Australian Prime Minister Ends Payment of Pandemic Paid Leave


Australia’s Prime Minister Anthony Albanese said disaster payments for pandemic vacations would not be refunded despite the quarantine policy in place.

The payment system funded those who ended in isolation on June 30. However, as the number of isolated people increases, they are being called upon to reopen the system.

But Albanese said the government would take “financial responsibility” after inheriting $ 1 trillion in debt from the previous administration.

“We are announcing today that we will add government revenue to the federal government. We have a lot of things we want to do, but we will be financially responsible for how to deal with the problem,” he said. I told the group. Tuesday.

Dominic Perrott, Premier of New South Wales, said financial support remains in a variety of areas.

“We will continue to work with the federal government to provide that support, but we must be in a balanced position as we move on to the next period of this COVID,” he said. Told.

This was after Federal Health Minister Mark Butler pointed out that the current COVID-19 health measures were decided by the state government and said the government had no plans to continue paying.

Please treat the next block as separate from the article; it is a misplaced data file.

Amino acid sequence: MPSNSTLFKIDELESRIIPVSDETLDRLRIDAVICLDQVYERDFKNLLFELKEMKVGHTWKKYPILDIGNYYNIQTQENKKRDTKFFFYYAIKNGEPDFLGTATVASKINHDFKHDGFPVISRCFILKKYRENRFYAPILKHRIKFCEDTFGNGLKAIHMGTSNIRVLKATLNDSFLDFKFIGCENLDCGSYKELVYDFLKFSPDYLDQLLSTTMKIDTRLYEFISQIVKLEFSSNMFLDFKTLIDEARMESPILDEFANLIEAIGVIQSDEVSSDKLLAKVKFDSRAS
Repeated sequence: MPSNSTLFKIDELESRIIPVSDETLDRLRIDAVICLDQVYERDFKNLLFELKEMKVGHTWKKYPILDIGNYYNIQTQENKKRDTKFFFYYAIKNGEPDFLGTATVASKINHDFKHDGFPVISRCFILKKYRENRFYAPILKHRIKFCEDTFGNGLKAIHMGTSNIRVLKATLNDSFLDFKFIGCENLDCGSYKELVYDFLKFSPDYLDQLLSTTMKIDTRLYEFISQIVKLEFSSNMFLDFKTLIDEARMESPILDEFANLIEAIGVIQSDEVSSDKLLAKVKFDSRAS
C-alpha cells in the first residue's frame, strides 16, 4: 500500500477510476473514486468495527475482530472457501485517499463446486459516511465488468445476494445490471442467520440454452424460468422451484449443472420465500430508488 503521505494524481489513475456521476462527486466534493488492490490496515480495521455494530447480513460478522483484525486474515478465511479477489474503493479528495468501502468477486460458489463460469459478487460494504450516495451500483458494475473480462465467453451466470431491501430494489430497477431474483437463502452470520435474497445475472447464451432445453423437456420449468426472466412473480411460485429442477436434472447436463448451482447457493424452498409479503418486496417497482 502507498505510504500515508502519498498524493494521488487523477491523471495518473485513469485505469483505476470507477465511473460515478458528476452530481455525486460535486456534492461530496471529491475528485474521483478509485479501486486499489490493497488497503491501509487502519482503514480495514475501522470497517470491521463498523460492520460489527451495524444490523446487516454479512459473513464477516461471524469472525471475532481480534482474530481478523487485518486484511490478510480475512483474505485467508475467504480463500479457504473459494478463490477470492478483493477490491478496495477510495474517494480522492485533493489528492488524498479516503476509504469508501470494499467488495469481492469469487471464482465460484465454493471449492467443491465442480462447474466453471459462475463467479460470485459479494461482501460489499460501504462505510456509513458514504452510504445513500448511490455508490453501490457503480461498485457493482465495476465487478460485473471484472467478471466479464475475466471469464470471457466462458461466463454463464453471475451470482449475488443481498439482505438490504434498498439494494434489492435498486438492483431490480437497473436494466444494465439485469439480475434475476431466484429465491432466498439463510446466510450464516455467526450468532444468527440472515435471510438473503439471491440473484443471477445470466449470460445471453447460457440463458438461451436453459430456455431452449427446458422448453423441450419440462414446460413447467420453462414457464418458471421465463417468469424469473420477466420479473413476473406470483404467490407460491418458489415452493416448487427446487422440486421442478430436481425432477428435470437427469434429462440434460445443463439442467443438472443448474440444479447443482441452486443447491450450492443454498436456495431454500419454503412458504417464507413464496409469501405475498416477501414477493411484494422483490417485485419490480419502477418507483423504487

He added that the federal government lifted the emergency setting in May, giving health officials ample time to restore society to normal.

Mask rules to state

With the advent of new subvariants and the spread of the flu season, many have quit their jobs.

After the increase in the new Omicron variants BA.4 and BA.5, the Australian Health Protection Commission recommended reducing the recommended reinfection period from 12 weeks to 28 days.

This requires testing and quarantine again if symptoms recur 28 days after recovery.

With the spread of COVID-19 and influenza, there are increasing calls for the return of Maskman Date.

The Prime Minister said health advice recommends that masks be appropriate in situations where social distance is not possible, such as public transport.

But he added, “Of course, obligations on these issues are a matter of state governments across the country,” and does not suggest that mask rules will be imposed from the federal level.

Rebecca Chu


Rebecca Zhu is based in Sydney. She focuses on Australian and New Zealand national affairs. Do you have a hint? Contact her at [email protected].